Kate Hall is the Manager for Partnerships and Programs for the Food and Agriculture Section at the Biotechnology Industry Organization (BIO). Kate is a liberal arts graduate whose meandering path led her to agriculture and the sciences. And, she loves it. Previously, Kate worked at CropLife America and USAID. She has a master’s degree from the University of Exeter focused on international relations and political theory, and a bachelor’s degree in English literature and Asian studies from the University of Tennessee at Chattanooga. When not at the office, she’s on the river as a competitive rower with Washington DC’s Capital Rowing Club.
From this Expert
Q: You guys have said that food labels are only to warn consumers of nutritional content or anything that might be harmful, and that is why you try to shut down labeling initiatives. What about country of origin? I buy avocados from Mexico all the time...
Posted On: Wednesday, 9/04/2013 1:42 pm
Answered By: Kate Hall, Manager, Partnerships and Programs, Food and Agriculture Section, Biotechnology Industry Organization, Monday, 1/13/2014 11:02 pm
A: I’m going to quibble a little bit with your interpretation of what we’ve said. As far as I know, we haven’t made any statements indicating that the only reason for a food label is to warn consumers. There is a lot of information, such as marketing claims, provided on a product package that has nothing to do with safety. What we have opposed are state labeling initiatives that are meant to disparage products with GMO ingredients. Supporters... Continue Reading
Posted On: Tuesday, 8/20/2013 7:06 pm
Answered By: Kate Hall, Manager, Partnerships and Programs, Food and Agriculture Section, Biotechnology Industry Organization, Thursday, 12/19/2013 3:48 pm
A: Depending on where you live and shop, you can see these labels now. There are a number of countries that have mandatory GMO labeling regimes, though not all of these laws are equal. Many of them exempt products or GMO labeling at certain locations, such as restaurants. They have different percentage triggers, meaning some require labels if more than .9% of the content consists of GMO ingredients, while others don’t require a label until the level is above 5%. And, not all of them are equally... Continue Reading
Q: By refusing to label it, your forcing the population to consume your product. So if someone is allergic to peanuts, they don't have the right to know their eating peanuts because it might hurt the peanut market. GOSH, WHAT A WONDERFUL COMPANY...
Posted On: Tuesday, 8/06/2013 4:04 pm
Answered By: Kate Hall, Manager, Partnerships and Programs, Food and Agriculture Section, Biotechnology Industry Organization, Wednesday, 12/18/2013 3:57 pm
A: I would also be very concerned if a known food allergen, like peanuts, was not listed on a package label. This is a legitimate health and safety issue, and the fact is that FDA requires products containing the 8 foods known to cause 90 percent of food allergies to be labeled as such. These 8 foods are: milk, eggs, fish, crustacean shellfish, tree nuts, wheat, peanuts, and soybeans. The only GMO food in this list that is on the market today is soy. So, if a food product contains GMO soy... Continue Reading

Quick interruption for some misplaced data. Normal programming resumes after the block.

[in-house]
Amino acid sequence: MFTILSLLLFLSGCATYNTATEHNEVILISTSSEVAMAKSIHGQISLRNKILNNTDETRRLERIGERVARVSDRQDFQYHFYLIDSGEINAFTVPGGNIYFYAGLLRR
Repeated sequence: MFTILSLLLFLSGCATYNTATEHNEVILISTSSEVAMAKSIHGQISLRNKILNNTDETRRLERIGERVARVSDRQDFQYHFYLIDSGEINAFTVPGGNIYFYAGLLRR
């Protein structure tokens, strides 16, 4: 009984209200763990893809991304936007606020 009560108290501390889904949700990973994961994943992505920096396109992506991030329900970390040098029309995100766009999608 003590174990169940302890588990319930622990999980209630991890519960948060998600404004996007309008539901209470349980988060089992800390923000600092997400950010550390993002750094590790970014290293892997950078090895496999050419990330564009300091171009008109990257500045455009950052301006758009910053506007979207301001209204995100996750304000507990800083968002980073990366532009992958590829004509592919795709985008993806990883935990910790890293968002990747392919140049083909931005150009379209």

Q: On what logic do you reason one should only be informed about what they consume if there is an immediate safety risk? Quotes a-kin to the following appear in multiple answers: "...if such food presents a safety risk to a certain population, for...
Posted On: Monday, 8/05/2013 11:30 pm
Answered By: Kate Hall, Manager, Partnerships and Programs, Food and Agriculture Section, Biotechnology Industry Organization, Monday, 1/13/2014 11:04 pm
A: I have to admit that I’m a little unsure about what you’re asking. Ingredients and nutritional values are provided on a food label so that individuals can make informed decisions, including about safety, when purchasing a product. If one of those ingredients is a known allergen (a recognized safety hazard), that ingredient is also highlighted in a separate statement on the package. Perhaps you’re making the assumption that the process of genetically engineering a seed... Continue Reading
Q: I find it very interesting how the biotech industry has no problem with giving the farmer a label telling them that their seed that they have purchased has been genetically modified (roundup ready, drought guard & smart stax) and then you even...
Posted On: Saturday, 8/03/2013 1:40 pm
Answered By: Kate Hall, Manager, Partnerships and Programs, Food and Agriculture Section, Biotechnology Industry Organization, Monday, 1/13/2014 11:05 pm
A: Your question highlights some important issues, especially in terms of communicating to different audiences. The most direct answer to the first part of your question is that it’s the farmer who is the customer buying the product from the seed company, and our companies can only label the products that they actually sell. This doesn’t mean, though, that we are intentionally hiding information from the end food consumer. While we acknowledge that our industry has not... Continue Reading
No Studies were Found.